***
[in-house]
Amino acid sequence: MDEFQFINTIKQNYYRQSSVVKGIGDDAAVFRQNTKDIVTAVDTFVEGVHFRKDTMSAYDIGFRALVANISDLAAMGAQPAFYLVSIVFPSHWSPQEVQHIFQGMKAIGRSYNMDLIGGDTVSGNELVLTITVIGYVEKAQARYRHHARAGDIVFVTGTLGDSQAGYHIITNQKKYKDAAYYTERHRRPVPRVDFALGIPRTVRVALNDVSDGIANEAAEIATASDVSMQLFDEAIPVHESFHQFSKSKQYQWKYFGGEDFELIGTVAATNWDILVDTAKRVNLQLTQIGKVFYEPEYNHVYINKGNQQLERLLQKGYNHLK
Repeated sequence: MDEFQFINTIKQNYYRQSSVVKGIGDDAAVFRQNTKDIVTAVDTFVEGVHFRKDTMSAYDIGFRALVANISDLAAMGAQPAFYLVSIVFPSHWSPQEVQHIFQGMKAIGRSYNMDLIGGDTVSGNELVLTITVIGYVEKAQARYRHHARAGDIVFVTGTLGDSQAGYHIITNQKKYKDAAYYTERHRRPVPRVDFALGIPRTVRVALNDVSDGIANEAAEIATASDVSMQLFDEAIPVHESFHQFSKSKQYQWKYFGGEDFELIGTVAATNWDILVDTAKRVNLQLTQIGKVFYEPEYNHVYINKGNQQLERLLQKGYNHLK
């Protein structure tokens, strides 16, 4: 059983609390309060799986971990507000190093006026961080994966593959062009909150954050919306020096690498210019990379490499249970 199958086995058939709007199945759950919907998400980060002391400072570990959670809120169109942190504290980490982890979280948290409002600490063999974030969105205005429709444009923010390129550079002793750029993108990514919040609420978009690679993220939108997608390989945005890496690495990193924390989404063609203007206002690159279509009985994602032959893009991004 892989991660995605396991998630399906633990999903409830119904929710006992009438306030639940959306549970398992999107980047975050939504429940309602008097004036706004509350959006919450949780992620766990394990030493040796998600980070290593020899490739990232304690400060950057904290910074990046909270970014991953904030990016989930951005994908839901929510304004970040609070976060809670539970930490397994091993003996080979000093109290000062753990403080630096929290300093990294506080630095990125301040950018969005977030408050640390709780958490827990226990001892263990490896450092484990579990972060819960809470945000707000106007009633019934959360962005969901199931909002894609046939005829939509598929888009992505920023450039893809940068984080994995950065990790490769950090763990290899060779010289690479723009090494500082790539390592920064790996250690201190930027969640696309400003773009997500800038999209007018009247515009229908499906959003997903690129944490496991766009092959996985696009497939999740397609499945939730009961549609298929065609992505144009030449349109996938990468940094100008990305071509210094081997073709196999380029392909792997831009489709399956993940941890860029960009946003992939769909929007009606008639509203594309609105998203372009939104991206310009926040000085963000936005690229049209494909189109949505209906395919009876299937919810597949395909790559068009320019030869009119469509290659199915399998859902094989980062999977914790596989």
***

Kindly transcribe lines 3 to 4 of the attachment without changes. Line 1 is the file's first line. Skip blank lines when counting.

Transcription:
Repeated sequence: MDEFQFINTIKQNYYRQSSVVKGIGDDAAVFRQNTKDIVTAVDTFVEGVHFRKDTMSAYDIGFRALVANISDLAAMGAQPAFYLVSIVFPSHWSPQEVQHIFQGMKAIGRSYNMDLIGGDTVSGNELVLTITVIGYVEKAQARYRHHARAGDIVFVTGTLGDSQAGYHIITNQKKYKDAAYYTERHRRPVPRVDFALGIPRTVRVALNDVSDGIANEAAEIATASDVSMQLFDEAIPVHESFHQFSKSKQYQWKYFGGEDFELIGTVAATNWDILVDTAKRVNLQLTQIGKVFYEPEYNHVYINKGNQQLERLLQKGYNHLK
């Protein structure tokens, strides 16, 4: 059983609390309060799986971990507000190093006026961080994966593959062009909150954050919306020096690498210019990379490499249970 199958086995058939709007199945759950919907998400980060002391400072570990959670809120169109942190504290980490982890979280948290409002600490063999974030969105205005429709444009923010390129550079002793750029993108990514919040609420978009690679993220939108997608390989945005890496690495990193924390989404063609203007206002690159279509009985994602032959893009991004 892989991660995605396991998630399906633990999903409830119904929710006992009438306030639940959306549970398992999107980047975050939504429940309602008097004036706004509350959006919450949780992620766990394990030493040796998600980070290593020899490739990232304690400060950057904290910074990046909270970014991953904030990016989930951005994908839901929510304004970040609070976060809670539970930490397994091993003996080979000093109290000062753990403080630096929290300093990294506080630095990125301040950018969005977030408050640390709780958490827990226990001892263990490896450092484990579990972060819960809470945000707000106007009633019934959360962005969901199931909002894609046939005829939509598929888009992505920023450039893809940068984080994995950065990790490769950090763990290899060779010289690479723009090494500082790539390592920064790996250690201190930027969640696309400003773009997500800038999209007018009247515009229908499906959003997903690129944490496991766009092959996985696009497939999740397609499945939730009961549609298929065609992505144009030449349109996938990468940094100008990305071509210094081997073709196999380029392909792997831009489709399956993940941890860029960009946003992939769909929007009606008639509203594309609105998203372009939104991206310009926040000085963000936005690229049209494909189109949505209906395919009876299937919810597949395909790559068009320019030869009119469509290659199915399998859902094989980062999977914790596989």